Williams, Kate 1974–
Williams, Kate 1974–
Born November 30, 1974, in Staffordshire, England. Education: Studied at Somerville College, University of Oxford; Queen Mary, University of London, M.A. Hobbies and other interests: Visiting Italy, eating apples, and reading long novels.
Home—London, England. Agent—John Saddler, Saddler Literary Agency, 9 Curzon Rd., London W5 1NE, England.
Writer. Lectures to society and groups.
England's Mistress: The Infamous Life of Emma Hamilton, Ballantine Books (New York, NY), 2006.
Contributor to journals and periodicals, including Time Out and the London Independent.
Kate Williams is an English writer. Williams published her first book, England's Mistress: The Infamous Life of Emma Hamilton, in 2006. Amy Lyon, better known as Emma Hamilton, had a rough upbringing and was forced to support herself by working as a prostitute. She later moved to London and was overwhelmed with the wealth, culture, and sophistication the city offered. She used her strong will and good looks to get jobs and upward promotions until she found herself as a lady and wife of a well-to-do Londoner, making her tale a true rags-to-riches story.
Mary Ann Smyth, writing on the BookLoons Web site, observed that Williams does "accurately portray" Emma Hamilton. Smyth pointed out that the book "shines a spotlight on the plight of women at that time and their dependence on men to just eke out an existence. We have come a far piece, but aren't there quite yet," concluding: "This is a wonderful book." Amanda Vaill, writing in the Washington Post Book World, stated: "In recounting Emma's dramatic life, Kate Williams has done a thorough job in researching and presenting her subject's historical context. She knows what servant girls ate and how they were treated, what political cross-currents swept across Europe in the wake of the French Revolution, how London society behaved in the late 18th-century." Vaill noted, however, that "in the absence of hard evidence, she sometimes strains for effects, writing that Emma ‘probably’ did thus and so or ‘perhaps’ said this or that; and in an effort to make Emma and her story relevant to modern tastes, she sometimes jarringly resorts to the language of today's tabloids." Nevertheless, Vaill concluded that the book "divertingly and instructively illuminates" the life, time, and culture of Emma Hamilton.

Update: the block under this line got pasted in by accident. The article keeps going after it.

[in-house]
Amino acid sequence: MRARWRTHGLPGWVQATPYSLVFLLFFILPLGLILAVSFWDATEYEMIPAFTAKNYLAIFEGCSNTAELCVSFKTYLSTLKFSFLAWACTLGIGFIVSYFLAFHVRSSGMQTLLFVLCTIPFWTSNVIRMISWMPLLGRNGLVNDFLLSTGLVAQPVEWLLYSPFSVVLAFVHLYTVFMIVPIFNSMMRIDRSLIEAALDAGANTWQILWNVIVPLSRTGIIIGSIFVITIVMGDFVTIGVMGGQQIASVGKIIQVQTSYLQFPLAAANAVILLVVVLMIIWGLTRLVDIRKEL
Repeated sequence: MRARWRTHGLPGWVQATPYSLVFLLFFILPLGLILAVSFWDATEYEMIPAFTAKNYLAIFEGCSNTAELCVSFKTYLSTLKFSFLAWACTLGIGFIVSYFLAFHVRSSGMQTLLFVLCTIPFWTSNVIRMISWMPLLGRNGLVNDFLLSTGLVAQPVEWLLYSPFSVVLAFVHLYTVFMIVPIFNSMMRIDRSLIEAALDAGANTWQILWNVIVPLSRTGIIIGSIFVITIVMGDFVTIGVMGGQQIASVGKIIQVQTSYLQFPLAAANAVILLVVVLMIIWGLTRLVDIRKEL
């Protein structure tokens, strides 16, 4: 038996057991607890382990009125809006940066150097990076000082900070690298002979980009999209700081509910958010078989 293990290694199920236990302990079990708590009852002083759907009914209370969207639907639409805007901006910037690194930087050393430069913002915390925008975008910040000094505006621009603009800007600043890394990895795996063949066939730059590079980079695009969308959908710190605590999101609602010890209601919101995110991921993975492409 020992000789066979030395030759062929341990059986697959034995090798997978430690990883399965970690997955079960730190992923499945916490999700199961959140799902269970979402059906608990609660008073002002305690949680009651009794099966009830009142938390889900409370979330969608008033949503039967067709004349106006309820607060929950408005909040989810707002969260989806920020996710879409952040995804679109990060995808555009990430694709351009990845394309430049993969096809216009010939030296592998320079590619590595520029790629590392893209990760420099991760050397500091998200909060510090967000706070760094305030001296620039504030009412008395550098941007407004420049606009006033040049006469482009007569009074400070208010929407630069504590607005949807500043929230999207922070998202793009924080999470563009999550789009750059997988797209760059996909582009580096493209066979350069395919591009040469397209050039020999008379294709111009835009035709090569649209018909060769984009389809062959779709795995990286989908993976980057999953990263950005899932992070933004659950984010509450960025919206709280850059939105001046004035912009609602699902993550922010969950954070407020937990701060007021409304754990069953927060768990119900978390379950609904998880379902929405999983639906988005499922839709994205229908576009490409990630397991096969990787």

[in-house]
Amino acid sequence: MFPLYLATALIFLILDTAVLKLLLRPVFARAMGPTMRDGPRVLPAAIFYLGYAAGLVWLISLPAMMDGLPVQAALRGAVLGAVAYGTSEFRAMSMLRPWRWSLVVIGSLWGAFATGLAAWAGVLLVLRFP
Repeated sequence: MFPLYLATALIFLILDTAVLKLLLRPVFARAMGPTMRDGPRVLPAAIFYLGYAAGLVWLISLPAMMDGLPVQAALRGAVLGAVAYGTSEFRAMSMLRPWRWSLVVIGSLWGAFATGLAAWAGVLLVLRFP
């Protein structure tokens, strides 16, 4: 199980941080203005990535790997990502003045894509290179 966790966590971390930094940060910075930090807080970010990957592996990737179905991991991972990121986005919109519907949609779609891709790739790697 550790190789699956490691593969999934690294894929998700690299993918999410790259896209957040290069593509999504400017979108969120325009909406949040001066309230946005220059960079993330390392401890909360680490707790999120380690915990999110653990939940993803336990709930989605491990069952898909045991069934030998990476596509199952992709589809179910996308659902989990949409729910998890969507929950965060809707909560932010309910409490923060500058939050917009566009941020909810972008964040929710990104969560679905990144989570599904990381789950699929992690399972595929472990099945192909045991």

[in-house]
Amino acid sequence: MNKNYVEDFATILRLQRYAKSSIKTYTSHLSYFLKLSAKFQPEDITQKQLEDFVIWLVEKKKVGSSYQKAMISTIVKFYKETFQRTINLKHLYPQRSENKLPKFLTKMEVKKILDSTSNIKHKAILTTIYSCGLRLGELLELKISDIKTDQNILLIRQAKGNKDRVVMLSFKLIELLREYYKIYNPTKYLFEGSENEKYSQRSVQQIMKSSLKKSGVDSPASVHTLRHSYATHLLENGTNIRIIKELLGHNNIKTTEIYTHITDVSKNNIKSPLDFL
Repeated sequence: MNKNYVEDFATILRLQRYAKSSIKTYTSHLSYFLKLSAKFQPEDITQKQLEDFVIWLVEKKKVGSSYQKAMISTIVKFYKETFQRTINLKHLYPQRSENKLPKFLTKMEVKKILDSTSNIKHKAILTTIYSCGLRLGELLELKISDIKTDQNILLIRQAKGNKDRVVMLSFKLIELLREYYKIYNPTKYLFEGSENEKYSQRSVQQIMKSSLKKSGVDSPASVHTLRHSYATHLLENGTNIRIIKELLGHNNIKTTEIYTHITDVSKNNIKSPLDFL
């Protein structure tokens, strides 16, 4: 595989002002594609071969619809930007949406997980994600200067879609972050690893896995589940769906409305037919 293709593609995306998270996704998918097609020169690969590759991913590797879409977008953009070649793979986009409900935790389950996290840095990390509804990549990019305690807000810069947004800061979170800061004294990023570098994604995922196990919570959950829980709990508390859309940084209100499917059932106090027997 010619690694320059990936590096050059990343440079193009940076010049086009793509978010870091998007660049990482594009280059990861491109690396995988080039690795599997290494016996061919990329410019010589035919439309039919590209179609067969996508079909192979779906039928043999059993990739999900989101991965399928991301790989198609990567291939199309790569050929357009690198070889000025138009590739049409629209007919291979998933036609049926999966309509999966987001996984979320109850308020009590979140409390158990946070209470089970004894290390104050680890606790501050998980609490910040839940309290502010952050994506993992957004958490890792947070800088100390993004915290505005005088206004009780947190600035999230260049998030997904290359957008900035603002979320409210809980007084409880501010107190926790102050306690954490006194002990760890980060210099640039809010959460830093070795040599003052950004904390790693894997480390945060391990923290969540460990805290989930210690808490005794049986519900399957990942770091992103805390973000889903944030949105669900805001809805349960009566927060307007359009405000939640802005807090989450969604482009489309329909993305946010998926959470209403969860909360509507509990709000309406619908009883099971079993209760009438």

London Independent contributor Rebecca Loncraine found it refreshing that the author "avoids the usual prurient treatment of famous women with murky pasts" and downplays her time working as a prostitute. Loncraine observed that "it is the thoroughness of the research and attention to detail that make Kate Williams' new biography of Emma Hamilton so interesting." A contributor to Publishers Weekly described the book as an "absorbing, well-crafted biography," noting that Williams's writing style in the book is "as competent in its storytelling as it is in its authoritative analysis of 18th-century class distinctions." In a Library Journal review, Matt Todd described the biography as "a lively and engaging study." He was concerned, however, that "the book sometimes reads like a made-for-television special." A contributor to Kirkus Reviews described the biography as a "business-like portrait of Emma Hamilton." The same contributor noted that the account was "no fascinating new dish here, but a meat-and-potatoes biography." Booklist contributor Margaret Flanagan commented that the author "displays a knack for presenting a sweeping historical story in a vivid and digestible format."
BIOGRAPHICAL AND CRITICAL SOURCES:
Booklist, October 15, 2006, Margaret Flanagan, review of England's Mistress: The Infamous Life of Emma Hamilton, p. 21.
Guardian (London, England), November 4, 2006, review of England's Mistress.
Independent (London, England), October 11, 2006, Rebecca Loncraine, review of England's Mistress.
Kirkus Reviews, August 15, 2006, review of England's Mistress, p. 833.
Library Journal, November 15, 2006, Matt Todd, review of England's Mistress, p. 77.
Publishers Weekly, August 7, 2006, review of England's Mistress, p. 43.
Times Literary Supplement, December 8, 2006, Frances Wilson, review of England's Mistress, p. 27.
Washington Post Book World, November 5, 2006, Amanda Vaill, review of England's Mistress.
Women's Studies, April 1, 2007, Mai Ohri, review of England's Mistress, p. 223.
Blues Talking,http://bluestalking.typepad.com/ (November 14, 2006), author interview.
BookLoons,http://www.bookloons.com/ (January 29, 2008), Mary Ann Smyth, review of England's Mistress.
Kate Williams Home Page,http://www.kate-williams.com (January 29, 2008), author biography.
Kate Williams MySpace Profile,http://www.myspace.com/slatekate (January 29, 2008), author profile.